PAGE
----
The Dream[edit]

The running of the dream is such a primary matter as to be recalled in the name of the game. "Dream Chamber'", in fact, means "chamber of the dream" as well as "dream, Chamber" (the second name of the main character). By getting Charlie asleep, the player can go back to the places visited by him, enabling him to find new clues which he had perceived only subliminally during the day. Moreover, while dreaming Charlie will be able to visit Charles, his own subconscious, who can provide him with additional information.

The Battle-questioning[edit]

To get information from the game characters Charlie, who easily gets bored and has difficulty in focusing on cases, has overcome those issues by a trick: he envisages the questioning as an assault on a castle; if Charlie manages to conquer the castle he will obtain the information he needs.[2] When the player needs information from a game character, he enters the "battle-questioning" interface: N cannonballs are available (one for each statement by Charlie) to shoot down the "castle" of the opponent, by hitting his weak points. Although not well understood by some reviewers,[3] dynamics has to be taken into account among the game symbols: in the "battle-questioning" the point is not "what" one says, but "how" he says it; "how" is represented both by Charlie's tone and by the strength of the blow dealt to the "enemy fortress"; the "fortress" symbolizes the willpower of the opponent; the choice of the point of impact, in turn, represents the ability of striking the right points to get others do what we want.[2][4]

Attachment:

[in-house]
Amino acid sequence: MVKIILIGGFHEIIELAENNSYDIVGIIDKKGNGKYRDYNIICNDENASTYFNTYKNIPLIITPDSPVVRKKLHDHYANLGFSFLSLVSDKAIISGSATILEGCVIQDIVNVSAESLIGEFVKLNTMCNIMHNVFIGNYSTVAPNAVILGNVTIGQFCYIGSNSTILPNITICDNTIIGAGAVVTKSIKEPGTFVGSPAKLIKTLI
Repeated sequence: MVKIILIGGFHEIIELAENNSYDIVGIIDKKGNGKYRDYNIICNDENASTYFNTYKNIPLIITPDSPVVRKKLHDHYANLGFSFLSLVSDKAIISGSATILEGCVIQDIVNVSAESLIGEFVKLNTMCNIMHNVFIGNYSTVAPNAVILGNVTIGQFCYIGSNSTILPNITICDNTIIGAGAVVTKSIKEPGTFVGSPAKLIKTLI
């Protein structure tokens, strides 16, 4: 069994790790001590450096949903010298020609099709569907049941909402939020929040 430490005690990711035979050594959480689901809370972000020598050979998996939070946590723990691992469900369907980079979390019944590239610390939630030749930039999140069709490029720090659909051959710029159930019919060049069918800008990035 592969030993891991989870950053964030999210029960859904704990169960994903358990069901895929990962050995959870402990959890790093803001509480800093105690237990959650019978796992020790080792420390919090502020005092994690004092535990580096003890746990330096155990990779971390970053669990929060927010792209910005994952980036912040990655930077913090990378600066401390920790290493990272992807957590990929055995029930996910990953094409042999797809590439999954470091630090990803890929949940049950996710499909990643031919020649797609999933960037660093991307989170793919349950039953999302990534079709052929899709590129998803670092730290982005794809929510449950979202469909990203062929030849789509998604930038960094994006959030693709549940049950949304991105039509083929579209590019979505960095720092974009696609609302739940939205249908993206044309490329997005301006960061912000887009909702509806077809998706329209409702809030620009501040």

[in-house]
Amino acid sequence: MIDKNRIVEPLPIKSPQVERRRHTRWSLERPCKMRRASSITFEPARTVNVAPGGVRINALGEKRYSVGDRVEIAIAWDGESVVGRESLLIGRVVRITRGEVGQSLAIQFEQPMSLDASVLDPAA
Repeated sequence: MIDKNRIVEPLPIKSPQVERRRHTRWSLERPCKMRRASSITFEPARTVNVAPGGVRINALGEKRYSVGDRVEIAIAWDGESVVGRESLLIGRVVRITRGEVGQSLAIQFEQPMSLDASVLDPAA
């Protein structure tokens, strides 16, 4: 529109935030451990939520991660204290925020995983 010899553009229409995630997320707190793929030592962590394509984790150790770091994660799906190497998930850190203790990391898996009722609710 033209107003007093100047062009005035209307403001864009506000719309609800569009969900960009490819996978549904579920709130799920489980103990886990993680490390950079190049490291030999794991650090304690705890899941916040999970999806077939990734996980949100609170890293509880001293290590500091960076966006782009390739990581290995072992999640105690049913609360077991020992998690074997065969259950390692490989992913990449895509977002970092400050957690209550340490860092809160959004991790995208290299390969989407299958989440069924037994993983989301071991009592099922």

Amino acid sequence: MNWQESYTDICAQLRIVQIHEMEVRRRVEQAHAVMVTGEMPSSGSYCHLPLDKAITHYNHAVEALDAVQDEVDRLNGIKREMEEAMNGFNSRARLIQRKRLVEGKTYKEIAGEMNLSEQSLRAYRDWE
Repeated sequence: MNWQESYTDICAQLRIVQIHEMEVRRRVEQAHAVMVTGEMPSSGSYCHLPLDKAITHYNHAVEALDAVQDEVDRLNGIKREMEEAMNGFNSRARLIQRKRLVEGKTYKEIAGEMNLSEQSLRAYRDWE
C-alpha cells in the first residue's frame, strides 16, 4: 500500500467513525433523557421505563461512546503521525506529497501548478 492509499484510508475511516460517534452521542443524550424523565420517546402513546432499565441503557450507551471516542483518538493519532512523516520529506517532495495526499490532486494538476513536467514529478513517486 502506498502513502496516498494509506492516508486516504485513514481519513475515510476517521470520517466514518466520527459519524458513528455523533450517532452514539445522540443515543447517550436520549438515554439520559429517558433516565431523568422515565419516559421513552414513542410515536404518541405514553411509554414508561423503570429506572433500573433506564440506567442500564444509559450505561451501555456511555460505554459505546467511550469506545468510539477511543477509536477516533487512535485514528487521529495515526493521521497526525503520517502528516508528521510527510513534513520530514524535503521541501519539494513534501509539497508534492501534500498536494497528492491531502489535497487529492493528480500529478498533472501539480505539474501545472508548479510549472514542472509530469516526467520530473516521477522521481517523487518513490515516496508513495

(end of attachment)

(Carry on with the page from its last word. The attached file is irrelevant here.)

Reception[edit]

Reception
Aggregate score
Aggregator Score
GameRankings 50% (iPhone)[5]
45% (PC)[6]
Review scores
Publication Score
Softpedia 8/10[7]
Wired 6.5/10[8]
Pocket Gamer 5/10[9]
Gamezebo 3/5[10]

References[edit]

  1. ^ a b "Facebook Official Page". DarkWave Games. Retrieved 1 November 2013. 
  2. ^ a b "About Dream Chamber’s "interrogation-battle"". DarkWave Games. Retrieved 27 January 2014. 
  3. ^ "Dream Chamber". Pocket Gamer. Retrieved 29 October 2013. "Dream Chamber never makes it clear which statements were effective and which were brushed off, and sometimes you're given the chance to ask the exact same question in three almost indistinguishable ways."
  4. ^ In-game instructions
  5. ^ "Dream Chamber for iPhone Reviews". GameRankings. Retrieved 27 January 2014. 
  6. ^ "Dream Chamber for PC Reviews". GameRankings. Retrieved 27 January 2014. 
  7. ^ "Dream Chamber Review (PC)". Softpedia. Retrieved 27 January 2014. 
  8. ^ "Dream Chamber, la prova". Wired. Retrieved 27 January 2014. 
  9. ^ "Dream Chamber". Pocket Gamer. Retrieved 27 January 2014. 
  10. ^ "Dream Chamber Overview". Gamezebo. Retrieved 27 January 2014. 

External links[edit]